The other substitution she makes is rice milk--which I think is a great choice. It tastes far better than the others and it's least expensive of dairy alternatives if you get it at Trader Joe's. I used to have to drink it because I was lactose intolerant for 2 or 3 years in my 20s.  I'm trying not to give too much away, but I don't think I am, because it is her recipes, experiences, and stories that make this cookbook what it is as much as her flour substitution recipe. 

As for the recipes, they'd be great for adults. Many of the recipes are far simpler to make and in flavor than the names would make you think--which is a good thing. It would be very easy to modify the recipes and make them little kid friendly by taking out a few of the spices or decreasing them. The main dishes are much more to the tastes of adults than children--but I think that is one of the easier meals to modify--baking and breakfast are far trickier. Her recipes don't use non-dairy cheses, which are expensive and taste different. 

I think this would be a great cookbook to try--even if the main dishes aren't to the taste of you or your family. Her ideas and flour recipe are worth the cookbook.  I haven't made any of the recipes yet, but I'm going to make the butternut casserole tonight and I'll post tomorrow how it turns out!  It's a good one to check out from the library first--to see how you like it.  If you do, would you please comment and let me know how you like it?

She does have a website that looked great:  And on her site she lists her favorite gluten free websites.  So, I think if we had to go towards a gluten free diet--I would definitely start there =)

Tuesday, September 28, 2010


My brother often tells me that everything is going to eventually progress to online shopping.  I have a hard time believing that after this past weekend.  After a month of wrangling with Sharp, we finally were able to return our broken tv to Costco (11 months after purchase) for a refund.  We didn't find what we were looking for at Costco.  Although I love Costco, one of the hardest things is that there aren't sales people with detailed knowledge of their products.  Such was the case for us on Friday when we really needed some helpful advice about picking out a new television to replace the broken one.  So, we headed over to Best Buy.  God was very gracious to us and we ended up with a young man who wasn't intent on selling us an LED tv.  He explained the differences to us between Plasma, LCD, and LED.

Plasma was the first to come out.  It has a glass front so it can get glares from lights or reflections from the light from windows.  But, it has the best colors of the three.  Panasonic and Samsung are the two primary makers of plasma televisions.  Panasonic's technology actually came from Pioneer, I believe the salesperson said.  There used to be huge concerns about leaving the television on because it would burn the image into the screen.  Our salesperson said the technology has improved so that you don't have to be as concerned about this as one used to.  The frames are 600Hz as opposed to the much lower Hz available in LCD and LED at the same price.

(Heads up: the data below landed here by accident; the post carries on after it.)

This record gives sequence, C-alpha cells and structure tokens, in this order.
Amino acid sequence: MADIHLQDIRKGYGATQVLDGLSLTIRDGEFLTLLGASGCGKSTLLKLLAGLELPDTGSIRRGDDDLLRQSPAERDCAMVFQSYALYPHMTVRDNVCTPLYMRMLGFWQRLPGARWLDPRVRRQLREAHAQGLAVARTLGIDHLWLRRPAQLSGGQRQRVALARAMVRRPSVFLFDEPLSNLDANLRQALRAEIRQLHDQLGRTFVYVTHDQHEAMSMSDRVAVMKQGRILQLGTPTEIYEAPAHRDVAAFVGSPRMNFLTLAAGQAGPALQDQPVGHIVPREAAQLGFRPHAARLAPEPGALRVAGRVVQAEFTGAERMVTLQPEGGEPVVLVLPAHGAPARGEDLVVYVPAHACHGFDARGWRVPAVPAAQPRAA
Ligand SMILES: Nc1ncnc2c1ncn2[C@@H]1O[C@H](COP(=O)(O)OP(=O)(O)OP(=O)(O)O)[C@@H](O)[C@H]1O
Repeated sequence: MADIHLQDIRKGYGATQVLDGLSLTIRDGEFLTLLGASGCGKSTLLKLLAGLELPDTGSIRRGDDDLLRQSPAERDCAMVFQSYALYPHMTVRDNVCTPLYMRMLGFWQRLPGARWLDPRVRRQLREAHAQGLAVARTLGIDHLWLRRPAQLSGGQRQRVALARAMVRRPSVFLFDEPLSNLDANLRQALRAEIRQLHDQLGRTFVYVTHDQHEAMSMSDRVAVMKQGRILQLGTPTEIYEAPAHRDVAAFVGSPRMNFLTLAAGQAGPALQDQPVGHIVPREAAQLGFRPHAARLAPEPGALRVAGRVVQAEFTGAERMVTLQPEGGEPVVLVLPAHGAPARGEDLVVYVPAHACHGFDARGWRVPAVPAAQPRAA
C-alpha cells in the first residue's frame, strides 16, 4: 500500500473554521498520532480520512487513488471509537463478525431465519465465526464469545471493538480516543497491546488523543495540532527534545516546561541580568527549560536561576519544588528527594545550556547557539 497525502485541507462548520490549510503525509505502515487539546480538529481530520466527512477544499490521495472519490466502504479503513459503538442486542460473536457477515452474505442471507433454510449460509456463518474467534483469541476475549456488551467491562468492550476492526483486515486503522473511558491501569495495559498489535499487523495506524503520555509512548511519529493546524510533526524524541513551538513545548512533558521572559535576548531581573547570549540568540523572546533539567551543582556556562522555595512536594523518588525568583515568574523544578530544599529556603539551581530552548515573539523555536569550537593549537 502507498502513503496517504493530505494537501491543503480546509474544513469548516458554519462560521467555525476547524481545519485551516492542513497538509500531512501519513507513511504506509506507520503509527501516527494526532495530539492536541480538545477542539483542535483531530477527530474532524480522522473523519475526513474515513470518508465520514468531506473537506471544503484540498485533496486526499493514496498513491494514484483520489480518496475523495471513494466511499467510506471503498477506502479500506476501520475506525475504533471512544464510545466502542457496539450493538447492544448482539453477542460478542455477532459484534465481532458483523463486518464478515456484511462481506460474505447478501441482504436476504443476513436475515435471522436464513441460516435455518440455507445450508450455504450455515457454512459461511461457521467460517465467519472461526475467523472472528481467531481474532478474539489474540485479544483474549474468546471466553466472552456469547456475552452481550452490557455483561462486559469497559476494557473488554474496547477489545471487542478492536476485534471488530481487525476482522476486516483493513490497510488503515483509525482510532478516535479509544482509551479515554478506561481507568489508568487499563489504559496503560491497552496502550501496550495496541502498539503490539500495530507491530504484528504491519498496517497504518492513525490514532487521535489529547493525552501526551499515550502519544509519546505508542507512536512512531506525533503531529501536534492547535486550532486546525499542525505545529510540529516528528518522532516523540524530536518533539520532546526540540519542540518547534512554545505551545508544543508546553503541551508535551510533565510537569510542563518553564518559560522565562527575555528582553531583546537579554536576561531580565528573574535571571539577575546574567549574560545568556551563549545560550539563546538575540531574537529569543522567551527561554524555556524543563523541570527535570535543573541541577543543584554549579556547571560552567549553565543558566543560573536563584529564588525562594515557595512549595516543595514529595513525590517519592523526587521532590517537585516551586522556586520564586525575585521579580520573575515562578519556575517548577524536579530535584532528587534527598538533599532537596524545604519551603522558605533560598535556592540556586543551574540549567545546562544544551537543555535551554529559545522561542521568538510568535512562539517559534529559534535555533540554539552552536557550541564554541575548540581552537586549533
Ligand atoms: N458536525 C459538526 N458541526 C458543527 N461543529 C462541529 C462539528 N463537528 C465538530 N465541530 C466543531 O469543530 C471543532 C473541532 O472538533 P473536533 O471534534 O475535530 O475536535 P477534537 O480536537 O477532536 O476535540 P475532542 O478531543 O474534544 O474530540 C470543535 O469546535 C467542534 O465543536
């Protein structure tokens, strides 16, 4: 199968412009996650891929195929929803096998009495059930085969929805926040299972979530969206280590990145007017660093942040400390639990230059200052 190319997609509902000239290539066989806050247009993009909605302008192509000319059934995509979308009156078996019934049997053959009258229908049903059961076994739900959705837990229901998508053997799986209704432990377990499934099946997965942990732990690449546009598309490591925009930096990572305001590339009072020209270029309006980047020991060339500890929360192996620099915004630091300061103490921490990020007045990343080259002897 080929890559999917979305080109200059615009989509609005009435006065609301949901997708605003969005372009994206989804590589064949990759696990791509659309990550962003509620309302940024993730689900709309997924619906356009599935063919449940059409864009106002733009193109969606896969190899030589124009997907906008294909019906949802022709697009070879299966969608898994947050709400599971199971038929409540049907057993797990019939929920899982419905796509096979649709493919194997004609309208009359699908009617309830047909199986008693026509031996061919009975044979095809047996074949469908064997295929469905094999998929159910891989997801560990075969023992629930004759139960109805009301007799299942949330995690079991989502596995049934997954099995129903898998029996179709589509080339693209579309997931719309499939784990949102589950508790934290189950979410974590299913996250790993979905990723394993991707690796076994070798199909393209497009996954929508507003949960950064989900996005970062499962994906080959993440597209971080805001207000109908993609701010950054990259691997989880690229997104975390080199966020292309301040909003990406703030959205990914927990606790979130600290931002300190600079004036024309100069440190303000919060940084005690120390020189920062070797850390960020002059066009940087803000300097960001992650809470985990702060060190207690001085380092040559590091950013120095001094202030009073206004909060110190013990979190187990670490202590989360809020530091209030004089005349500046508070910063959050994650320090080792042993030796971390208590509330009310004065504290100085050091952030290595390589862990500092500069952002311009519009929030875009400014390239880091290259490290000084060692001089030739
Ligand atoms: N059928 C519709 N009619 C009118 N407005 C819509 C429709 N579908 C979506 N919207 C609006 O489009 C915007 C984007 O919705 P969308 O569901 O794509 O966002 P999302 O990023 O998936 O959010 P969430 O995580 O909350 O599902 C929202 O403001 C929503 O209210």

LCD (which is what we used to have) is good technology and came out after plasma televisions.  Samsungs and Sonys are the highest thought of brands with LG often being one of the top ones as well.  You want 120 Hz if you have a BluRay player because of the speed of the frames.  The 60 Hz won't show the picture to the fullest capability of the BluRay player.

LED televisions are the newest technology.  They use the least amount of energy and are the flattest screens of the bunch.  It was an amazing picture.   With the LCD and LED televisions, you do not get the glare that you can get with Plasma televisions.  Again you do want a 120 Hz or more if you have a BluRay player.

I am not technologically savvy enough to explain the difference between LCD and LED televisions.  I can say though that we ended up buying a Plasma.  For the same size screen, plasmas are significantly less than LCD and LED.  The biggest downside I see for the Plasma is the glare from the glass.  But, we don't watch a lot of television.  We primarily like to use it for movies at night, so it works great for that!

I was very thankful for all the help our salesperson gave us and that he didn't try to pressure us.  I am thankful I was able to walk into a store that had a helpful sales person and get the answers I needed to the questions we had.

Our second experience was at Guitar Center in Towson, MD.  Musician's Friend is an online music store that has been around a long time.  But, Guitar Center is a chain that continues to stay in business.  I learned on Saturday why.  My husband needed to purchase an acoustic electric guitar for church.  We've been looking around and it finally seemed the right time to do it.  The thing about guitars is that they all play a little differently and it isn't something that can easily be bought online--you have no idea how the strings and guitar will feel in your hands.  A review by someone else can't tell you that.  We had a great experience at the store and we found a used guitar that someone had just decided they didn't want to purchase.  I am so thankful for it!  I am also thankful that the shopping is done!